stupid optics cleaning question

Discussion in 'Long Range Scopes and Other Optics' started by gjk5, May 31, 2012.

  1. gjk5

    gjk5 Well-Known Member

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    lenses I know, I wipe them with the little Zeiss wipe packets or the cloth that came with them.

    One of my pet peeves is dust in the moving parts, especially the eyecups. Cannot stand the grinding feeling.

    Is it OK to blow them out with compressed air? Can the eyecups be oiled a little?
     
  2. Bullet bumper

    Bullet bumper Well-Known Member

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    You should not wipe a lens without removing any dust and grit first.
    Get one of those womans makeup brushes that have a sliding protective cover and use that first . MAC Makeup Brush MAC Brush 016
    Flick any dust and grit away . most of it you will not even see. Then use lens cleaner a few drops on a clean cloth or patch , don't drop the cleaner directly on the lens. If you are using treated lens wipes then the liquid cleaner should not be necessary but the preliminary brushing is.
    I don't like the idea of using compressed air as the speed of the air could blast grit against the glass but I guess with care and keep the pressure low and the nozzle far away from the glass it could work ok , you don't want any strong jet of air pushing grit into the lens seals or getting around the lens edge .
    I have never found it necessary , just a good flick off with a makeup brush and then some optical lens cleaner on clean cloth works for me.
    Don't use facial tissues as some have moisturising additives that make the lens greasy.
    I would not put oil to near any lens.
    Get a smaller slightly stiffer brush to clean out any threads.
     

  3. Greyfox

    Greyfox Well-Known Member

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    I have found that the the Lens Pens with the retractable brush and lens cleaning cup work well. They available from most shooting supply stores. I agree with Bullet Bumper that no oil should be used on the moving parts of a scope. I use the Butler Creek style scope covers my scopes and make sure that the scopes with the adjustable eye pieces are covered so the threads are covered and the cover fits in such a way that the adjustment will be held in position. This solves the problem of both dust getting in the threads and inadvertently knocking it out of focus.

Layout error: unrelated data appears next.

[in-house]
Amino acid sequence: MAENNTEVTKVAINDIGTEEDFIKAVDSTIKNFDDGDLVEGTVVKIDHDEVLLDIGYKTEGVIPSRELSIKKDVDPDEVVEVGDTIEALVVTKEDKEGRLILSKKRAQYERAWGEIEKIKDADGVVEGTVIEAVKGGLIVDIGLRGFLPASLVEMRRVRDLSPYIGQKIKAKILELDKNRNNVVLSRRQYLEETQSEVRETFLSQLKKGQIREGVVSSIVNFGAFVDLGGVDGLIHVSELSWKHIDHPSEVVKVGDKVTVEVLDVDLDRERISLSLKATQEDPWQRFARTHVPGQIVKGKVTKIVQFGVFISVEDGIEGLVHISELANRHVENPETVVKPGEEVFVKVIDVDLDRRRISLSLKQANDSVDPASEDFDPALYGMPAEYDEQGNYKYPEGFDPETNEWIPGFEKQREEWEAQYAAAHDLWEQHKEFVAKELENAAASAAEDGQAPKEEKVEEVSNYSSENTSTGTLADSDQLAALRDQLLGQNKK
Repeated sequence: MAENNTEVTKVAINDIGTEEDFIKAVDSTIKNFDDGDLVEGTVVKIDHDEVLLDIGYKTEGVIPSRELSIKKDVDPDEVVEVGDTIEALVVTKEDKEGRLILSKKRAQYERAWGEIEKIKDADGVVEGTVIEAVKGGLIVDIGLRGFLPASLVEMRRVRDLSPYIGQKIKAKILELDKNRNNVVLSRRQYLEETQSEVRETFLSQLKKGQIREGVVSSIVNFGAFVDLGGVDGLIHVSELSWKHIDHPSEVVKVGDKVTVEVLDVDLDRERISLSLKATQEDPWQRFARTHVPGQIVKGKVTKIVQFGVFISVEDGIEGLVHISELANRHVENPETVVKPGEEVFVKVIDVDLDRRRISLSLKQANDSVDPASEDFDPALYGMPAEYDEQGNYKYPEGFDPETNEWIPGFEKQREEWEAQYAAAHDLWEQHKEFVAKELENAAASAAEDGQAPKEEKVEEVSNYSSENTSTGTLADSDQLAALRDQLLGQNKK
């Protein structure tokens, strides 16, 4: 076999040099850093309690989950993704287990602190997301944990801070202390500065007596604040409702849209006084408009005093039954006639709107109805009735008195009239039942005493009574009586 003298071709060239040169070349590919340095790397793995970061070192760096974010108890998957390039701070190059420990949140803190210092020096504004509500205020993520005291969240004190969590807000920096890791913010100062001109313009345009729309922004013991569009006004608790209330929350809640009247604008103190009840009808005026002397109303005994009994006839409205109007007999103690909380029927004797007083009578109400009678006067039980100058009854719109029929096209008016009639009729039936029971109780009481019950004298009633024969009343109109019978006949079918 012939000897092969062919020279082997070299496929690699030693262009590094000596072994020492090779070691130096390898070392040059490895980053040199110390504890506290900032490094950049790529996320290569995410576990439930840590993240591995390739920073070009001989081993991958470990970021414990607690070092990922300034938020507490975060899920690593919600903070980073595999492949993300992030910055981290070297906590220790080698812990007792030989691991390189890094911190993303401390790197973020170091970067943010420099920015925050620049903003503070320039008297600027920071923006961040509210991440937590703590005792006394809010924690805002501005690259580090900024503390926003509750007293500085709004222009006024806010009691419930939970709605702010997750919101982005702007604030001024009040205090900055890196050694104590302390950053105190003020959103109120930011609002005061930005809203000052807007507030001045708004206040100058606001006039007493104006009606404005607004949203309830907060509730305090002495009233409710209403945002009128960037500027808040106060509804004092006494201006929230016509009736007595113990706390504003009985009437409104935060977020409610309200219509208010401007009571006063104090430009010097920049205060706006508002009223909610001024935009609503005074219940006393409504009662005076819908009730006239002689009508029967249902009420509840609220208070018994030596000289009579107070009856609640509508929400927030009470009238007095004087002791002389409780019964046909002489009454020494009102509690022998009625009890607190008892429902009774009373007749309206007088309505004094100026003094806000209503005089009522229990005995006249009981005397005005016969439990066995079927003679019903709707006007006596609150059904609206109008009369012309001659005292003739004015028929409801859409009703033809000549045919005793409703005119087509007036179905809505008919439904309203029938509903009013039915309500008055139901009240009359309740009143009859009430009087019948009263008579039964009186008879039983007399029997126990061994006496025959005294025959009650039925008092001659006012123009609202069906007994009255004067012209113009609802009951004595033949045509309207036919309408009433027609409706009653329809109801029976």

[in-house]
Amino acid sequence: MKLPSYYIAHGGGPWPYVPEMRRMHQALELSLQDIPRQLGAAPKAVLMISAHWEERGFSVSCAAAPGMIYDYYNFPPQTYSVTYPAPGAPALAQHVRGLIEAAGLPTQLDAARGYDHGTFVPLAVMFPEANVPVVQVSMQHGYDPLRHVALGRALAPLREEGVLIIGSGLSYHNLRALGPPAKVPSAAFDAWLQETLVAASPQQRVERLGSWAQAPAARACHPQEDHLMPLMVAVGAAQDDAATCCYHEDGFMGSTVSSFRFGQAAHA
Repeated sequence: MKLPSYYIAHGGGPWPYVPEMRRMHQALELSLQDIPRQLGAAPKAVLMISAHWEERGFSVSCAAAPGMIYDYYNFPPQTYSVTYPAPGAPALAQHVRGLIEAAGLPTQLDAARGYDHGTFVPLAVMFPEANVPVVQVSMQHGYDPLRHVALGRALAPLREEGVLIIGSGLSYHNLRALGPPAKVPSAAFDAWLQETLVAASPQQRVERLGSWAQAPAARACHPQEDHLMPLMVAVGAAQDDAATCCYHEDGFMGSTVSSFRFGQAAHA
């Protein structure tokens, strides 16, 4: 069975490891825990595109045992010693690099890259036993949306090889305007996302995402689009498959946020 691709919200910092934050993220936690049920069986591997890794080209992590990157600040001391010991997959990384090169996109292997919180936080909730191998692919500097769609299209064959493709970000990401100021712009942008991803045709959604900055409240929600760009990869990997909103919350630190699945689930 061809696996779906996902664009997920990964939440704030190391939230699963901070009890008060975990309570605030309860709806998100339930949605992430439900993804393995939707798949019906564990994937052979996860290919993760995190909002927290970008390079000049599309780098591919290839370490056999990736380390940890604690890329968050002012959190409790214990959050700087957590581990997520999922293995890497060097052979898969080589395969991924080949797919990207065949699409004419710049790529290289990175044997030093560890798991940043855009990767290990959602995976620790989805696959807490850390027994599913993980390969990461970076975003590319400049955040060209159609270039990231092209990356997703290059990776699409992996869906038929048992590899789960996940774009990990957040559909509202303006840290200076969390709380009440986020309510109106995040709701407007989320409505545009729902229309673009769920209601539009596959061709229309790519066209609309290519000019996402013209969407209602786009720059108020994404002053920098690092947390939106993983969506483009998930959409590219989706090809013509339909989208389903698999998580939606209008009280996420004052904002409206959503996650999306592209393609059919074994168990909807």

4. gjk5

    gjk5 Well-Known Member

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    I keep one of those camera "pufferbrushes" with my wipes and dust with those before wiping, I think I have the lens part handled fine.

    It is the twist up eyecups on the binoculars and rangefinder that drive me nuts, just cannot get that grit out of the little grooves the eyecups ride in to twist. Never had an issue with scopes, should have clarified that.
     
  5. Greyfox

    Greyfox Well-Known Member

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    I just rinse the eye ups out with a light squirt of water when it gets bad...they are waterproof/resistant.
     
  6. gjk5

    gjk5 Well-Known Member

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    you know, as dumb as it sounds that never occurred to me.